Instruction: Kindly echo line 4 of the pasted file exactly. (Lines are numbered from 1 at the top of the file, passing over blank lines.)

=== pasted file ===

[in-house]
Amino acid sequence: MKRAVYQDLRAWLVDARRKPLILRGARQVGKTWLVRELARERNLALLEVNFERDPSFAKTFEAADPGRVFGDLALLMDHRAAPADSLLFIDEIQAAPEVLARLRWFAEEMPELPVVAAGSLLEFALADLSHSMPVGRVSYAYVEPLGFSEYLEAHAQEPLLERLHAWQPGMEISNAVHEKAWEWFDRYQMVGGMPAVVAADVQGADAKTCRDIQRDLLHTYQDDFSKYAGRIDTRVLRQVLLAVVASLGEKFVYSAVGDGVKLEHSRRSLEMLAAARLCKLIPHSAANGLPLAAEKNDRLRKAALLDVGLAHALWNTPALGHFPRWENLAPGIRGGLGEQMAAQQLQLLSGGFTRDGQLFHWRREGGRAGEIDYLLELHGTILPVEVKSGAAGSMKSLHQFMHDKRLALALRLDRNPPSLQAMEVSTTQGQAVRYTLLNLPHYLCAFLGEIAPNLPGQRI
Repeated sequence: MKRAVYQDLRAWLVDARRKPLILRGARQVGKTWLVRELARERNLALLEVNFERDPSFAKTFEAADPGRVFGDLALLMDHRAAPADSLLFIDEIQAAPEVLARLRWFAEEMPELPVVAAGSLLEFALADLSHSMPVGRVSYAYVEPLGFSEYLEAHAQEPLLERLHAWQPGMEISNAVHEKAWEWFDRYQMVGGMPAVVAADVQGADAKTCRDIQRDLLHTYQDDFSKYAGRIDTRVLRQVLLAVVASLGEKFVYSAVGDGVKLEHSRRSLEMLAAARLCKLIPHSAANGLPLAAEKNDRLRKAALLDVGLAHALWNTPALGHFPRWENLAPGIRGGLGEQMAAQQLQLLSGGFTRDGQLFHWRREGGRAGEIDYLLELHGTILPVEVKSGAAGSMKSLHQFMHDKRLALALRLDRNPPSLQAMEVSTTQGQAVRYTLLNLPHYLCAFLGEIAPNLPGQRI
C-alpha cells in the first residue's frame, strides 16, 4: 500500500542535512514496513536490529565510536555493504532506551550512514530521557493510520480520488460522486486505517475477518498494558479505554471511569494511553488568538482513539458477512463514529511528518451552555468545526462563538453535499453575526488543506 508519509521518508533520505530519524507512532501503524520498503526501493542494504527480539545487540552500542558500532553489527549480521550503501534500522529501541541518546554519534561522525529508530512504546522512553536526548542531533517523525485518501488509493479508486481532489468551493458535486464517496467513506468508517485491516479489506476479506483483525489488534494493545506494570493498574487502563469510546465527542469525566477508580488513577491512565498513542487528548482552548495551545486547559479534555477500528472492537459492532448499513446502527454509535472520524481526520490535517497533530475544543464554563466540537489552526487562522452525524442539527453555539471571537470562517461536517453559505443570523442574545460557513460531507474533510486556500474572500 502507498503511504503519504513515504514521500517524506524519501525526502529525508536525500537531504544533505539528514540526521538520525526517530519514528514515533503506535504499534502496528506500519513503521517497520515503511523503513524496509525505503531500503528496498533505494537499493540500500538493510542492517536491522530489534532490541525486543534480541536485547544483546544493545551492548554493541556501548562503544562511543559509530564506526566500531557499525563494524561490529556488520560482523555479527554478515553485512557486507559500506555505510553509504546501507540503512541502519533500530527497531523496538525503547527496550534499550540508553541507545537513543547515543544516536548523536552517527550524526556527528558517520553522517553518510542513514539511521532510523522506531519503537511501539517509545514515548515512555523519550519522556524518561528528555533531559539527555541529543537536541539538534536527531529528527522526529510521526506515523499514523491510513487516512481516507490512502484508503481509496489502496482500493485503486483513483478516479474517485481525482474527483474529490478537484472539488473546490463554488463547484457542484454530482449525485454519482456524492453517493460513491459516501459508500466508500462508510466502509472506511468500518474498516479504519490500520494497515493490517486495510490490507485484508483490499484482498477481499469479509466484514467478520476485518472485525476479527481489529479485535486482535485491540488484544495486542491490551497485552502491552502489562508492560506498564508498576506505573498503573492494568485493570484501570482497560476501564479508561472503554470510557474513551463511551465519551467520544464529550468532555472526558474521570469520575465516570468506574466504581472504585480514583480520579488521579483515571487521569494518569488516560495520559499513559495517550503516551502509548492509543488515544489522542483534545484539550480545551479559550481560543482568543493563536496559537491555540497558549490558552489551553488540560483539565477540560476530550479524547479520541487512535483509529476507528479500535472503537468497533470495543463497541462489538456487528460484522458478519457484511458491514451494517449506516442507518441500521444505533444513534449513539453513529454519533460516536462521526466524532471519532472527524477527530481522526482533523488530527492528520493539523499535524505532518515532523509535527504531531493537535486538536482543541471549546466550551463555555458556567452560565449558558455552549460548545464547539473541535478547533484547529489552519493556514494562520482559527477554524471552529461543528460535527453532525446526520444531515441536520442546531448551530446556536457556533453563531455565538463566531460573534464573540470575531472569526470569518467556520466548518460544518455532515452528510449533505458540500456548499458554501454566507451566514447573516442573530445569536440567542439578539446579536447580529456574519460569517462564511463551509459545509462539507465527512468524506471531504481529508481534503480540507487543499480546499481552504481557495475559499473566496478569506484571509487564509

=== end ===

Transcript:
C-alpha cells in the first residue's frame, strides 16, 4: 500500500542535512514496513536490529565510536555493504532506551550512514530521557493510520480520488460522486486505517475477518498494558479505554471511569494511553488568538482513539458477512463514529511528518451552555468545526462563538453535499453575526488543506 508519509521518508533520505530519524507512532501503524520498503526501493542494504527480539545487540552500542558500532553489527549480521550503501534500522529501541541518546554519534561522525529508530512504546522512553536526548542531533517523525485518501488509493479508486481532489468551493458535486464517496467513506468508517485491516479489506476479506483483525489488534494493545506494570493498574487502563469510546465527542469525566477508580488513577491512565498513542487528548482552548495551545486547559479534555477500528472492537459492532448499513446502527454509535472520524481526520490535517497533530475544543464554563466540537489552526487562522452525524442539527453555539471571537470562517461536517453559505443570523442574545460557513460531507474533510486556500474572500 502507498503511504503519504513515504514521500517524506524519501525526502529525508536525500537531504544533505539528514540526521538520525526517530519514528514515533503506535504499534502496528506500519513503521517497520515503511523503513524496509525505503531500503528496498533505494537499493540500500538493510542492517536491522530489534532490541525486543534480541536485547544483546544493545551492548554493541556501548562503544562511543559509530564506526566500531557499525563494524561490529556488520560482523555479527554478515553485512557486507559500506555505510553509504546501507540503512541502519533500530527497531523496538525503547527496550534499550540508553541507545537513543547515543544516536548523536552517527550524526556527528558517520553522517553518510542513514539511521532510523522506531519503537511501539517509545514515548515512555523519550519522556524518561528528555533531559539527555541529543537536541539538534536527531529528527522526529510521526506515523499514523491510513487516512481516507490512502484508503481509496489502496482500493485503486483513483478516479474517485481525482474527483474529490478537484472539488473546490463554488463547484457542484454530482449525485454519482456524492453517493460513491459516501459508500466508500462508510466502509472506511468500518474498516479504519490500520494497515493490517486495510490490507485484508483490499484482498477481499469479509466484514467478520476485518472485525476479527481489529479485535486482535485491540488484544495486542491490551497485552502491552502489562508492560506498564508498576506505573498503573492494568485493570484501570482497560476501564479508561472503554470510557474513551463511551465519551467520544464529550468532555472526558474521570469520575465516570468506574466504581472504585480514583480520579488521579483515571487521569494518569488516560495520559499513559495517550503516551502509548492509543488515544489522542483534545484539550480545551479559550481560543482568543493563536496559537491555540497558549490558552489551553488540560483539565477540560476530550479524547479520541487512535483509529476507528479500535472503537468497533470495543463497541462489538456487528460484522458478519457484511458491514451494517449506516442507518441500521444505533444513534449513539453513529454519533460516536462521526466524532471519532472527524477527530481522526482533523488530527492528520493539523499535524505532518515532523509535527504531531493537535486538536482543541471549546466550551463555555458556567452560565449558558455552549460548545464547539473541535478547533484547529489552519493556514494562520482559527477554524471552529461543528460535527453532525446526520444531515441536520442546531448551530446556536457556533453563531455565538463566531460573534464573540470575531472569526470569518467556520466548518460544518455532515452528510449533505458540500456548499458554501454566507451566514447573516442573530445569536440567542439578539446579536447580529456574519460569517462564511463551509459545509462539507465527512468524506471531504481529508481534503480540507487543499480546499481552504481557495475559499473566496478569506484571509487564509